Interactive Periodic Table of Elements Shows How the Elements Actually Get Used in Making Everyday Things

Keith Enevoldsen, a software engineer at Boeing, has created an Interactive Periodic Table of Elements. As you might expect, the table shows the name, symbol, and atomic number of each element. But even better, it illustrates the main way in which we use, or come into contact with, each element in everyday life. For example, Cadmium you will find in batteries, yellow paints, and fire sprinklers. Argon you’ll encounter in light bulbs and neon tubes. And Boron in soaps, semiconductors and sports equipment.

The Interactive Periodic Table of Elements (click here to access it) is a handy tool for chemistry teachers and students, but also for anyone interested in how the elements make a chemical contribution to our world. Also worth noting: Enevoldsen has released his Interactive Table under a Creative Commons Attribution-ShareAlike 4.0 International License.

If you would like to sign up for Open Culture’s free email newsletter, please find it here.

If you would like to support the mission of Open Culture, consider making a donation to our site. It’s hard to rely 100% on ads, and your contributions will help us continue providing the best free cultural and educational materials to learners everywhere. You can contribute through PayPal, Patreon, and Venmo (@openculture). Thanks!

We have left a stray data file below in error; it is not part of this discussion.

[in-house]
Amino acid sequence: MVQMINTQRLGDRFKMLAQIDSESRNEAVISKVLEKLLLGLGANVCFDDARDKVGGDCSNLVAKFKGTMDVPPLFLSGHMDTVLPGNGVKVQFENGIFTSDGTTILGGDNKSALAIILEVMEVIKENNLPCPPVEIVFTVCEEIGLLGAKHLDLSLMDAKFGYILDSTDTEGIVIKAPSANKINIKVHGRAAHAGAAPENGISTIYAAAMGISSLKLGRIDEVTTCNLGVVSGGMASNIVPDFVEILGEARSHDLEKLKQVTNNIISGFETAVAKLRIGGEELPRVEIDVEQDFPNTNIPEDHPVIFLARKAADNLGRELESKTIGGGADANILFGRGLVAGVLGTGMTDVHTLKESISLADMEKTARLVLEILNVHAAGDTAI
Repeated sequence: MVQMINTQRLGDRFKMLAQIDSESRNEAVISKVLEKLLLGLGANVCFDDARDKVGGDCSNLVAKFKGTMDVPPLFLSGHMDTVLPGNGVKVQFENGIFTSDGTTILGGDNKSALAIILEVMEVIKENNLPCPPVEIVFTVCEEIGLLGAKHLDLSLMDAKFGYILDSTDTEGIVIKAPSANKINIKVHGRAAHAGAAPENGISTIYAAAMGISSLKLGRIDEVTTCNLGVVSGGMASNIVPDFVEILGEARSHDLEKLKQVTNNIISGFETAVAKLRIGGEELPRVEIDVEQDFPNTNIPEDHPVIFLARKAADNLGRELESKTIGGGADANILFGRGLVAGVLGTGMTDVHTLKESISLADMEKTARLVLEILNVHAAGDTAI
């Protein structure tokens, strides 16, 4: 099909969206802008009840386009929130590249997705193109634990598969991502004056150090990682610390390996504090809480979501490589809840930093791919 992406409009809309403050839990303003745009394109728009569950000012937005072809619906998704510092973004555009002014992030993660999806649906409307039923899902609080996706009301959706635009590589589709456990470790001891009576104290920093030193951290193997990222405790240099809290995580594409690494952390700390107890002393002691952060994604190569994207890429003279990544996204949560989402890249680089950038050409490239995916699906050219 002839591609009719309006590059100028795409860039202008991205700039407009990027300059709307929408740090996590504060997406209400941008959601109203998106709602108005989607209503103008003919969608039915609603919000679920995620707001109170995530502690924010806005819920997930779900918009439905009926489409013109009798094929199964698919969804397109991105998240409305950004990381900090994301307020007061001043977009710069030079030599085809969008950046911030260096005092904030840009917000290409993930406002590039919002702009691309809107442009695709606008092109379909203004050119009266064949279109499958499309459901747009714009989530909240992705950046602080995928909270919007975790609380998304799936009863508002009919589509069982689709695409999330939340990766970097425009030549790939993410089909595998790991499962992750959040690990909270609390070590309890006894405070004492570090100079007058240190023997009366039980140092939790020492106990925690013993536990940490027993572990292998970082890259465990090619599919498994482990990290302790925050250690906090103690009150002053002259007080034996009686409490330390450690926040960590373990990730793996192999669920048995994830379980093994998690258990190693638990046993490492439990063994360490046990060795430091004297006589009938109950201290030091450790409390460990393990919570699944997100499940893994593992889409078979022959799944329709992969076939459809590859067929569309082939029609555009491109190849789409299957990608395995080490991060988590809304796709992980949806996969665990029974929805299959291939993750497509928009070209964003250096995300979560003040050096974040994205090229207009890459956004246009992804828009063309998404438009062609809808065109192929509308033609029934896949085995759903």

via Mental Floss

Related Content:

The Periodic Table of Elements Scaled to Show The Elements’ Actual Abundance on Earth

Periodic Table Battleship!: A Fun Way To Learn the Elements

“The Periodic Table Table” — All The Elements in Hand-Carved Wood

World’s Smallest Periodic Table on a Human Hair

“The Periodic Table of Storytelling” Reveals the Elements of Telling a Good Story

Chemistry on YouTube: “Periodic Table of Videos” Wins SPORE Prize

Free Online Chemistry Courses

by | Permalink | Comments (6) |

Support Open Culture

We’re hoping to rely on our loyal readers rather than erratic ads. To support Open Culture’s educational mission, please consider making a donation. We accept PayPal, Venmo (@openculture), Patreon and Crypto! Please find all options here. We thank you!

Comments (6)
You can skip to the end and leave a response. Pinging is currently not allowed.

Leave a Reply

Open Culture was founded by Dan Colman.